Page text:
Over the top?

Figurative language is a tricky thing. It can be tremendously evocative, or it can call attention to itself too insistently. Some critics have seen the late John Updike’s writing as sometimes coming perilously close to the line; usually the images seem fresh and insightful, other times they arrest the progress of your reading, like precious jewels embedded in the text.

Other writers — Alice Munro, for example ¬†— rarely strike people this way, even though what they write has plenty of figurative language in it.

And then there are cases where I’m just not sure.

[I picked out Updike and Munro here because they both give me pleasure, but in different ways. In truth, I think I’d prefer sustained reading of Munro over Updike. But it’s hard for me to be objective about Updike: he’s a Landsmann, who grew up a few miles from and a few years before me, shared a history at the Reading Eagle newspaper with me, wrote about local scenes in his early writing, and did the same shift from small-town Pennsylvania to the Ivy League that I did. (Since I have my own blog now, and can post on all sorts of things, maybe I should tell the story of how John Updike in a sense got me my job at the Eagle. Stay tuned.)]

I was struck on Wednesday to read the following passage in Dwight Garner’s NYT review of Frances Wilson’s The Ballad of Dorothy Wordsworth: A Life (p. C1):

So much, yet so little, is known about Dorothy Wordsworth that she is impossibly attractive to biographers and scholars, who glide down her empty expanses like skiers, some of them leaping from helicopters to explore the stranger, more forbidding peaks.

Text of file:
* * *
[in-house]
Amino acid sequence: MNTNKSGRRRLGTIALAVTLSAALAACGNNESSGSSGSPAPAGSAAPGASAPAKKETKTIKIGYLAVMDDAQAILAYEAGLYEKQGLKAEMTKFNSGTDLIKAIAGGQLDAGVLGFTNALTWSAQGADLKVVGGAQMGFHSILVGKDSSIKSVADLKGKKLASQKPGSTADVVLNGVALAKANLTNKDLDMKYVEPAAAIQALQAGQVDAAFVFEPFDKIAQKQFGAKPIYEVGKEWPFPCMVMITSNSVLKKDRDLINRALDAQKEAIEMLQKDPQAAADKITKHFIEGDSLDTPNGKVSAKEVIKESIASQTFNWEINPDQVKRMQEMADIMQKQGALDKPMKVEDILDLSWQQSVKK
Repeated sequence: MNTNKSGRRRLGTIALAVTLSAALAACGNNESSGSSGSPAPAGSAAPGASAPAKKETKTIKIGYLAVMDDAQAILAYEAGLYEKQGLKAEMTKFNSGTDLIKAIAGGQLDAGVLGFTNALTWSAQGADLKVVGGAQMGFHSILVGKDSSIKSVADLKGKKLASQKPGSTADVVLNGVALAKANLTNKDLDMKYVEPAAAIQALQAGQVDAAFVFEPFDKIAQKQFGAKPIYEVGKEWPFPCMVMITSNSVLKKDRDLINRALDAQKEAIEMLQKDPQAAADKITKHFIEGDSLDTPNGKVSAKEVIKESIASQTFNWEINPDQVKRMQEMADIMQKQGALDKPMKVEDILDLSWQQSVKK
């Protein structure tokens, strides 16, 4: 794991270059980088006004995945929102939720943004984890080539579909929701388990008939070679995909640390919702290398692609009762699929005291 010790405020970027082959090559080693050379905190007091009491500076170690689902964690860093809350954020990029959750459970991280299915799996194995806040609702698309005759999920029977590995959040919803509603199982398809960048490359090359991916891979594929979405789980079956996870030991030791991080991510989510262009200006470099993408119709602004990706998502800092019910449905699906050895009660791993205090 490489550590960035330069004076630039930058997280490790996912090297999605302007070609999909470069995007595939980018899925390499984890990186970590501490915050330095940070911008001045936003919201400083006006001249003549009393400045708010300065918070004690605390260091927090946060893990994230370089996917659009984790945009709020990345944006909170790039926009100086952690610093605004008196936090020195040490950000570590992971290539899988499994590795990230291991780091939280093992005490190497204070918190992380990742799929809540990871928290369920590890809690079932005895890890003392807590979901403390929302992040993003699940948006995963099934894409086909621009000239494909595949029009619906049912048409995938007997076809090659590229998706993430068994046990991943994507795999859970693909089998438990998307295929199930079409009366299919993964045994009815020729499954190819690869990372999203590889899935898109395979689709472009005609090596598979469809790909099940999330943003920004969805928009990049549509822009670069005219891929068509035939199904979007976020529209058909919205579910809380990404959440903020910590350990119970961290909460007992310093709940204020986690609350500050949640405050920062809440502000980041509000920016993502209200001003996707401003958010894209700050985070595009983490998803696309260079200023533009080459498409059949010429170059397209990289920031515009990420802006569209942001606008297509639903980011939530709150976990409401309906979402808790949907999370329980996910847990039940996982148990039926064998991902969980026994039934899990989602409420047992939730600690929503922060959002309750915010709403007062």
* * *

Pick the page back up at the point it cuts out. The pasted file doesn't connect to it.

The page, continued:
I’ve bold-faced the material that gave me pause. Is it over the top? Well, I’m not entirely comfortable with it. “Her empty expanses” and “more forbidding peaks” have worrisome echoes of (female) sexuality, the skiing imagery strikes me as ostentatious, and the helicopters are a big bold surprise. (Also, “leaping from helicopters” reminded me, unfortunately, of “jumping the shark”.)

But I certainly noticed the passage.

Later on, a different sort of figure, syllepsis:

As the years passed, their roles reversed. He began to take care of her as she became addicted to opium and laudanum, grew fat, lost her teeth and eventually her mind.

(Again, the notable bit is bold-faced.)

Of course, this is a book review in the NYT, and writers can be expected to show off their stuff.

(I’m leaving comments open. But please, please, don’t just add comments giving your opinions of John Updike and Alice Munro — the people, or their works.)

5 Responses to “Over the top?”

  1. jlundell Says:

    Let us not miss an opportunity to quote the immortal Jagger and Richards: “She blew my nose and then she blew my mind.”

  2. Jan Freeman Says:

    I kind of like the adventurousness (as it were) of the whole big metaphor, but the syntax bothers me: “some of them leaping from helicopters” makes it sound like the jumpers-from-helicopters are meant to be a subset of the downhill-gliding skiers. If they are, that’s too sudden a switch from hillside to helicopter to visualize comfortably. If they aren’t, the reference (“some of them”) isn’t clear.

  3. arnoldzwicky Says:

    To jlundell: Just mentioning syllepsis seems to prompt people to contribute their favorite examples. The topic has come up on Language Log many times; one representative posting (with nice examples from Flanders and Swann) is here.

  4. jlundell Says:

    The Flanders & Swann is indeed quite fine. What I was struck by in this particular example, though, was the common notion of verbing some other body part and one’s mind.

  5. Rick S Says:

    I confess to having, on occasion, invented a metaphor that captured my fancy, only to ruin it by elaborating it to the point of absurdity. There is indeed a fine line between using metaphor to elucidate an idea and taking your audience on a side trip down a blind alley. I’d have to say this one strikes me as the latter.

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